The annual security report issued by the Centre for Research and Security Studies indicates a clear rise in violence. In 2023, Pakistan witnessed 1,524 fatalities and 1,463 injuries resulting from 789 terror attacks and counter-terror operations, representing a record six-year high.

On 26 March, a convoy of Chinese nationals travelling from Islamabad to the Dasu Hydropower Project site in Khyber Pakhtunkhwa’s Kohistan district was attacked by Tehreek-i-Taliban Pakistan (TTP) terrorists.

In a statement released on the forum, the Pakistani Prime Minister's Office (PMO) reiterated that the fight against extremism and terrorism is a national priority and is essential for the nation's survival and well-being. The forum resolved that no one will be allowed to challenge the writ of the state without exception.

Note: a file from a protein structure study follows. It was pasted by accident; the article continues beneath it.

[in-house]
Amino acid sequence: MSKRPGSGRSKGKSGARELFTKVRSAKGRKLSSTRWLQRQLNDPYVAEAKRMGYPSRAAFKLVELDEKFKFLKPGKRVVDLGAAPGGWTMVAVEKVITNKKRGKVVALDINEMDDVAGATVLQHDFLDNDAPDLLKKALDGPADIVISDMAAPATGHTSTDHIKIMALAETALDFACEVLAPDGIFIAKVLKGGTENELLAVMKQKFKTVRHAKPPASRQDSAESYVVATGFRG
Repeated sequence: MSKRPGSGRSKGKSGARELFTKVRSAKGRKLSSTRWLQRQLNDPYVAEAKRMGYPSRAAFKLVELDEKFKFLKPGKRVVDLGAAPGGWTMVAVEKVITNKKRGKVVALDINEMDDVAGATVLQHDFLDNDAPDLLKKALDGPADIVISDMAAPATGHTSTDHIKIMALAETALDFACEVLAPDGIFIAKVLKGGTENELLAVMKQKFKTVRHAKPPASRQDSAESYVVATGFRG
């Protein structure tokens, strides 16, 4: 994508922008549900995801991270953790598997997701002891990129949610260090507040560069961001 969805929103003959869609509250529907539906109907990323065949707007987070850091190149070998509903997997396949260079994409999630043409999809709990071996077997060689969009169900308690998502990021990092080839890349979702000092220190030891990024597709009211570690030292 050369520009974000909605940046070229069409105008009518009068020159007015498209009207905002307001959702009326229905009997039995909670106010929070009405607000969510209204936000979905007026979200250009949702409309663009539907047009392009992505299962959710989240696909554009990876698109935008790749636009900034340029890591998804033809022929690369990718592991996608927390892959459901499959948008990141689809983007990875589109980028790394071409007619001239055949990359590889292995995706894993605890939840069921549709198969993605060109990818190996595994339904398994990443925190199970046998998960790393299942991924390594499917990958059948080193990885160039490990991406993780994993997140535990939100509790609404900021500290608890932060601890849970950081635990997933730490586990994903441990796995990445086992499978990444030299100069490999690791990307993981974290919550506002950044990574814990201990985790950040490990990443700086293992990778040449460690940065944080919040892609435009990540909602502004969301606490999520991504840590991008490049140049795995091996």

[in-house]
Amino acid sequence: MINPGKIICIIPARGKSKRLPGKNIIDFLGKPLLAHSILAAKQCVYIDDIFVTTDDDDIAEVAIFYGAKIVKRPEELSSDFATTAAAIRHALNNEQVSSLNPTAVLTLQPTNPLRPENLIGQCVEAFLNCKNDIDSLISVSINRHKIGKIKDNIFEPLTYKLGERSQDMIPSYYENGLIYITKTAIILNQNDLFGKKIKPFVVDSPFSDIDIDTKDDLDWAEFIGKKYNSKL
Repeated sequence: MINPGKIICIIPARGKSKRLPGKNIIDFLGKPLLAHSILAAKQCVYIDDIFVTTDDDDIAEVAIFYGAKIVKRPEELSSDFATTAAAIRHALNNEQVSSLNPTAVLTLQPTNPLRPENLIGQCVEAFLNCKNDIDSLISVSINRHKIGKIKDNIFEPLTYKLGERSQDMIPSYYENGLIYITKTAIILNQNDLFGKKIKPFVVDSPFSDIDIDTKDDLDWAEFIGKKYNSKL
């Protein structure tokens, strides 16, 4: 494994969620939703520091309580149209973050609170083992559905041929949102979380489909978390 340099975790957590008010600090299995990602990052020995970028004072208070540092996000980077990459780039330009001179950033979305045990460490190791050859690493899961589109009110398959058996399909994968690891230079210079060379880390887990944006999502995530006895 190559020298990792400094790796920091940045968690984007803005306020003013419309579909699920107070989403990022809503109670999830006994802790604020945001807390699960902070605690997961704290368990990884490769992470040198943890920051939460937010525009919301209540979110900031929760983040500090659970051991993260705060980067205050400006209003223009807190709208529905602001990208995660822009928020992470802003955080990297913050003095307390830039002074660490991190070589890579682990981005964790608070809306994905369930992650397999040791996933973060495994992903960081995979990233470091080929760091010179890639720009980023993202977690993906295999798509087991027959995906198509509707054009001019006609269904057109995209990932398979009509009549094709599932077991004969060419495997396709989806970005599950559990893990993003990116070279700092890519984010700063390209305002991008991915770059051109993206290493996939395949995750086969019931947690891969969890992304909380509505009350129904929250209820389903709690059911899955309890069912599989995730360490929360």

The Prime Minister, Shehbaz Sharif, asserted at the meeting that a soft state cannot hope to gain the trust of investors. He further stated that the responsibility of the fight against terrorism is a collective duty and the primary obligation of all state institutions. He emphasised that the fight against terrorism is not about the individual, but about the collective.

However, the prime minister believes that the matter has been left to the armed forces and the provinces and governments are absolved of responsibility.

This is a dangerous practice that has become a custom in recent years, whereby the army is expected to take the lead and its officers are held responsible for eradicating extremism and terrorism. Operation Azm-e-Istehkam is reportedly designed to eradicate extremism and terrorism "decisively and comprehensively".